‘A Catholic Christian’

In his homily at the Rite of Election, Bishop O’Connell reflected on the importance of a name.

In the Rite of Election, Bishop O’Connell said, “The name we focus upon today is that of Christian, Catholic Christian. The name Christian means ‘follower of Christ.’

“Being a Catholic is how we do that, through the Catholic Church and its teachings, worship, practices, customs and laws,” he said. “Sometimes a name trumps other things. It is important. It is significant. It carries with it a depth of meaning and purpose and identity.”

Bishop O’Connell observed that it is common to hear people say that “religion does not really matter” or refer to themselves as being spiritual but not religious. He said it would not come as a surprise if any of the catechumens had been asked why they are joining the Catholic Church “with all that is going on – with the scandal of abuse that seems so widespread, the doubting of bishops and Church leaders who try to cover it up, with the hatred the people are voicing against the Catholic Church.”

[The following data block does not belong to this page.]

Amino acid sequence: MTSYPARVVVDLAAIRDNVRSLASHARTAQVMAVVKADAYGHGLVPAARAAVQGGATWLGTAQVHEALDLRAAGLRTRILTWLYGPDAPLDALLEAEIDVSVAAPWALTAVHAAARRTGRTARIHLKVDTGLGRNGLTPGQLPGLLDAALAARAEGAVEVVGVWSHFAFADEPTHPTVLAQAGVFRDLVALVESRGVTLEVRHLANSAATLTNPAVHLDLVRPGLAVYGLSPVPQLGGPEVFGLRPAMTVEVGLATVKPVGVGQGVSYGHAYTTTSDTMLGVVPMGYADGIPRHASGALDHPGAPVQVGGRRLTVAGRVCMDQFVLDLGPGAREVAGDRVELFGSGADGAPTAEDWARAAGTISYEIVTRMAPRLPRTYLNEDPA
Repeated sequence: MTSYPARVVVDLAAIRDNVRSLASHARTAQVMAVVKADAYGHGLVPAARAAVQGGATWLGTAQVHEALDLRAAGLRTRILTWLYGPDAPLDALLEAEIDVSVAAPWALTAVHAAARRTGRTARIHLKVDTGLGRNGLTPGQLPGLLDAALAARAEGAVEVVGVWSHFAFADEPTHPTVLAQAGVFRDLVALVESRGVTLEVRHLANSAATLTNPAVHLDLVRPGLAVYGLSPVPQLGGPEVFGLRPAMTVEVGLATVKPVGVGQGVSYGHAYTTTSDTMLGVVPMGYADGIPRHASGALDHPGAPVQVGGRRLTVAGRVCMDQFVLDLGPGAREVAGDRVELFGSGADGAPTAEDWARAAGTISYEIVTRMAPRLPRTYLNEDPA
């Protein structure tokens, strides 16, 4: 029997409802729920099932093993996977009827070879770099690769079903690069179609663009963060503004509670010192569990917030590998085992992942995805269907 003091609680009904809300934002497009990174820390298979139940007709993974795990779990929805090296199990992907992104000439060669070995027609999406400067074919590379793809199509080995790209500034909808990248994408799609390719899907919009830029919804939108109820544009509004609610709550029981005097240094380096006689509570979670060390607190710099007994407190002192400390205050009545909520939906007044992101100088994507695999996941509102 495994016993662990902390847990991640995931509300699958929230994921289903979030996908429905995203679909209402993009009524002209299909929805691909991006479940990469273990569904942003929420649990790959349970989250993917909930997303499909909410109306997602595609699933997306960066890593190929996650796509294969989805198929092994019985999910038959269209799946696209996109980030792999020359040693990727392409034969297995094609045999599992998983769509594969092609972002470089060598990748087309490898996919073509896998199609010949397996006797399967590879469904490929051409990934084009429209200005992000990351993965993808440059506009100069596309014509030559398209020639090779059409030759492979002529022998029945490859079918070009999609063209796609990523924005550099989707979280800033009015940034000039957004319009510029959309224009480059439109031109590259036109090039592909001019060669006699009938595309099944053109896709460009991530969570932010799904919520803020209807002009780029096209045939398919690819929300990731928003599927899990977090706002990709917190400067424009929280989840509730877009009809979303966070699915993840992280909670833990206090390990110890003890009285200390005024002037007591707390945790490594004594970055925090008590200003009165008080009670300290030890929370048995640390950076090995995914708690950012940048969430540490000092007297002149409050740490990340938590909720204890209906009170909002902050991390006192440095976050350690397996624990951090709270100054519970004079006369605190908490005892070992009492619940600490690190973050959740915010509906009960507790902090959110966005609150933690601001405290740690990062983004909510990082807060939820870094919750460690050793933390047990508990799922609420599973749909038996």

At the same time, the Bishop also said that people who are Catholic are asked why they remain in the Church for those same reasons.

“To be a Christian, to become Catholics and to be known by that name means something to you who are catechumens, something far deeper and far more convincing than the wounds of any scandal or crisis or cover-up,” he said. “You see through all that darkness a light that burns far brighter, a light of faith in the Lord, the grace and hope he gives; the power to overcome sin and turn death into life."

Milestone Moment

In the Rite of Election ceremony, Denise Contino, diocesan director of the Department of Catechesis, presented the catechumens to Bishop O’Connell. 

“Most Reverend Bishop, Easter is drawing near, so the catechumens, whom I now present to you, are completing their period of preparation,” she said. “They have found their strength in God’s grace and support our community’s prayer and example. Now they ask that after the celebration of the Scrutinies, they be allowed to participate in the Sacraments of Baptism, Confirmation and the Eucharist.”